Criminal defence solicitors are expected to oppose proposed replacement guidelines on sentence reductions for early guilty pleas.

The Sentencing Council says it wants to ensure that reductions for guilty pleas ‘should be applied fairly and consistently and that the guideline should encourage defendants who are guilty to plead guilty as early in the court process as possible’.

Benefits include: being able to inform victims and witnesses that their testimony is not required; resource savings for the police, Crown Prosecution Service, Legal Aid Agency and HM Courts and Tribunals Service.

The council’s consultation closes on 5 May.

The Criminal Law Solicitors’ Association told the Gazette it had ‘grave reservations’ about the replacement guidelines, ‘particularly in the current climate where the CPS is serving less and less detail about a case (especially relevant when complex) and often not serving it on time’.

The association’s consultation response states that in many proceedings at the initial stage, ‘it is impossible to advise defendants properly until full files of evidence have been provided by the CPS, and the mantra that “the defendant must know whether he has done it” is inappropriate.

‘Lay clients are not lawyers, they rarely know the intricacies of law and possible defences, and no one should be expected to plead without knowledge of the full case against them’.

Current guidelines recommend a one-third reduction where the plea is entered ‘at the first reasonable opportunity’. Under the revised guideline, a maximum one-third reduction would be applied where the plea is entered ‘at the first stage of proceedings’.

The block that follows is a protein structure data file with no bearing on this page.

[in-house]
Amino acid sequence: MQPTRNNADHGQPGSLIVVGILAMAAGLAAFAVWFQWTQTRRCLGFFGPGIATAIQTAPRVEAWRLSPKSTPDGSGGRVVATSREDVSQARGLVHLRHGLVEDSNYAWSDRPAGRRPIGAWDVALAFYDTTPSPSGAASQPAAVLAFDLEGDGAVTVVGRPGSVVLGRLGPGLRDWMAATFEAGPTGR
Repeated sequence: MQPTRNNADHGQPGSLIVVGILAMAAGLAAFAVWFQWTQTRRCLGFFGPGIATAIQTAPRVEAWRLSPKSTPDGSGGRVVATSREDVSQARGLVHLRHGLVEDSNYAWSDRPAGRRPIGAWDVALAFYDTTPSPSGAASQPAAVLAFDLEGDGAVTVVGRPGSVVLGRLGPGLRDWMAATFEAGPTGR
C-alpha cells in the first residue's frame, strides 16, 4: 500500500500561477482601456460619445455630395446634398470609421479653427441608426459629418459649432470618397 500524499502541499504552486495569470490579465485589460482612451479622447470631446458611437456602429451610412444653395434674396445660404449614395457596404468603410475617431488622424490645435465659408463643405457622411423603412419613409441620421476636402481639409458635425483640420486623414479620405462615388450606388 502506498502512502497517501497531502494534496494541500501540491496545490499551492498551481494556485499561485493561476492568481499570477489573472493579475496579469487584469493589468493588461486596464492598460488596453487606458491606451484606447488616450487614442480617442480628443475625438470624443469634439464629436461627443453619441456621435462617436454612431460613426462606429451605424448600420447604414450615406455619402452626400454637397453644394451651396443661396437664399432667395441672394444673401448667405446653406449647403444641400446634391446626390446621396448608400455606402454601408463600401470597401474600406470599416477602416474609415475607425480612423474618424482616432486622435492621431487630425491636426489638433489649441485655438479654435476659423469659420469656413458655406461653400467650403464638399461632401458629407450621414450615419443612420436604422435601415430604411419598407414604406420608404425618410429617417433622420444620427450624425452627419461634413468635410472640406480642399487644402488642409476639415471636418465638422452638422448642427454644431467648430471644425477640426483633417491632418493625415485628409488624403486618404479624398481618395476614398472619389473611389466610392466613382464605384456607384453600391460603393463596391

The first stage would be the first point at which the charge is put to the offender in court and a plea, or indication of plea, is sought. After the first stage of proceedings, the maximum reduction level would be one-fifth. A sliding scale would follow.

The association said the draft guideline eroded the principle ‘that it is for the prosecution to prove their case’. No admissions made in the pre-court process should be taken into account as mitigating factors, it added.

Jonathan Black (pictured), former president of the London Criminal Courts Solicitors’ Association, said it was ‘simply the wrong time’ to ‘entertain such a proposal’.

Black said the profession was ‘in the midst’ of a struggle to balance its professional duty to provide advice on the evidence ‘against the combined forces of poor disclosure at the first hearing and the failings of the Better Case Management project [and] Digital Case System’. 

The LCCSA told members this week that it will submit a ‘strongly worded’ response.